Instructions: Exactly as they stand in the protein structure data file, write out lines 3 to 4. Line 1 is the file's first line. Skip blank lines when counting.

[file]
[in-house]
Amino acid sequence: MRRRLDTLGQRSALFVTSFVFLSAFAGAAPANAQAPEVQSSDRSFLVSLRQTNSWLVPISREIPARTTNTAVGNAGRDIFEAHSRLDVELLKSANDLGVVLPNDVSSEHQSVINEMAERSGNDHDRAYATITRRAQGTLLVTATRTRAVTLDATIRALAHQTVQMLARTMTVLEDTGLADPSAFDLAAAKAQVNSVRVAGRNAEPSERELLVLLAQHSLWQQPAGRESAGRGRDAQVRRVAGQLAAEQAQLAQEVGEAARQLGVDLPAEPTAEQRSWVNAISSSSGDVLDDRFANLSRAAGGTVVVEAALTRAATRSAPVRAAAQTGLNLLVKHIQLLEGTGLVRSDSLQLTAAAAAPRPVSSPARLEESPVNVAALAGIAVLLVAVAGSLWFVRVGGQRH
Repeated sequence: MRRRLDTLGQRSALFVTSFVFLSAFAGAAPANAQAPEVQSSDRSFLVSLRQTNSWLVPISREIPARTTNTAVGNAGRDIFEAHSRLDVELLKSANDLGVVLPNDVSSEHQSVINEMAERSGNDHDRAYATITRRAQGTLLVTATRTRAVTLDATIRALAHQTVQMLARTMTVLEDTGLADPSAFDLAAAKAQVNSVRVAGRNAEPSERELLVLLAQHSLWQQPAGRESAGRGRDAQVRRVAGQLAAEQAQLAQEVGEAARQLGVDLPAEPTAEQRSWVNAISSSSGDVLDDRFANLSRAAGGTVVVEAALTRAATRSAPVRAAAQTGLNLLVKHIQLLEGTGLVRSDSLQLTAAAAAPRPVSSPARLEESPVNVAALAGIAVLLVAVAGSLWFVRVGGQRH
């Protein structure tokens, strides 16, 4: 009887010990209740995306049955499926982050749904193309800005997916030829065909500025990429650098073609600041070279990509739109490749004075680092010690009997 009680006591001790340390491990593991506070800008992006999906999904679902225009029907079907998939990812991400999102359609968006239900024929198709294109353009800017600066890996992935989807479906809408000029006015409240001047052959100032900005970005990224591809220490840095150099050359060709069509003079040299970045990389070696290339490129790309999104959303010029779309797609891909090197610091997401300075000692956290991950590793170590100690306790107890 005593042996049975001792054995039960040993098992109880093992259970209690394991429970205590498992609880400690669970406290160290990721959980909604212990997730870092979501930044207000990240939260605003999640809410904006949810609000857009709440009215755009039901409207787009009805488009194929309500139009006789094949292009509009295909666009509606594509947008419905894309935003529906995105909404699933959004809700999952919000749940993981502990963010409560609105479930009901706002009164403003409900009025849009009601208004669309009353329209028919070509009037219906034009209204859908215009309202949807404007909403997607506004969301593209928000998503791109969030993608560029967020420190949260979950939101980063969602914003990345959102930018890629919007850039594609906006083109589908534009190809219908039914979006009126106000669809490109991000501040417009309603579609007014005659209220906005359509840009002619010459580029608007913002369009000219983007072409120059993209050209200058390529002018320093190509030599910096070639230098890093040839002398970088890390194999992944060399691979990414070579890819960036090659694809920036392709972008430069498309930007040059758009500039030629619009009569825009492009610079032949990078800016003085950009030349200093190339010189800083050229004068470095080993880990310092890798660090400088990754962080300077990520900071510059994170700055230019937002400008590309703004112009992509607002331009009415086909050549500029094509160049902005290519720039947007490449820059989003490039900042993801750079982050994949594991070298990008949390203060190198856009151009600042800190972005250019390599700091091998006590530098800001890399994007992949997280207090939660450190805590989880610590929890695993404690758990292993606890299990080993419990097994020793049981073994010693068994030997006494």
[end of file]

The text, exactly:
Repeated sequence: MRRRLDTLGQRSALFVTSFVFLSAFAGAAPANAQAPEVQSSDRSFLVSLRQTNSWLVPISREIPARTTNTAVGNAGRDIFEAHSRLDVELLKSANDLGVVLPNDVSSEHQSVINEMAERSGNDHDRAYATITRRAQGTLLVTATRTRAVTLDATIRALAHQTVQMLARTMTVLEDTGLADPSAFDLAAAKAQVNSVRVAGRNAEPSERELLVLLAQHSLWQQPAGRESAGRGRDAQVRRVAGQLAAEQAQLAQEVGEAARQLGVDLPAEPTAEQRSWVNAISSSSGDVLDDRFANLSRAAGGTVVVEAALTRAATRSAPVRAAAQTGLNLLVKHIQLLEGTGLVRSDSLQLTAAAAAPRPVSSPARLEESPVNVAALAGIAVLLVAVAGSLWFVRVGGQRH
């Protein structure tokens, strides 16, 4: 009887010990209740995306049955499926982050749904193309800005997916030829065909500025990429650098073609600041070279990509739109490749004075680092010690009997 009680006591001790340390491990593991506070800008992006999906999904679902225009029907079907998939990812991400999102359609968006239900024929198709294109353009800017600066890996992935989807479906809408000029006015409240001047052959100032900005970005990224591809220490840095150099050359060709069509003079040299970045990389070696290339490129790309999104959303010029779309797609891909090197610091997401300075000692956290991950590793170590100690306790107890 005593042996049975001792054995039960040993098992109880093992259970209690394991429970205590498992609880400690669970406290160290990721959980909604212990997730870092979501930044207000990240939260605003999640809410904006949810609000857009709440009215755009039901409207787009009805488009194929309500139009006789094949292009509009295909666009509606594509947008419905894309935003529906995105909404699933959004809700999952919000749940993981502990963010409560609105479930009901706002009164403003409900009025849009009601208004669309009353329209028919070509009037219906034009209204859908215009309202949807404007909403997607506004969301593209928000998503791109969030993608560029967020420190949260979950939101980063969602914003990345959102930018890629919007850039594609906006083109589908534009190809219908039914979006009126106000669809490109991000501040417009309603579609007014005659209220906005359509840009002619010459580029608007913002369009000219983007072409120059993209050209200058390529002018320093190509030599910096070639230098890093040839002398970088890390194999992944060399691979990414070579890819960036090659694809920036392709972008430069498309930007040059758009500039030629619009009569825009492009610079032949990078800016003085950009030349200093190339010189800083050229004068470095080993880990310092890798660090400088990754962080300077990520900071510059994170700055230019937002400008590309703004112009992509607002331009009415086909050549500029094509160049902005290519720039947007490449820059989003490039900042993801750079982050994949594991070298990008949390203060190198856009151009600042800190972005250019390599700091091998006590530098800001890399994007992949997280207090939660450190805590989880610590929890695993404690758990292993606890299990080993419990097994020793049981073994010693068994030997006494």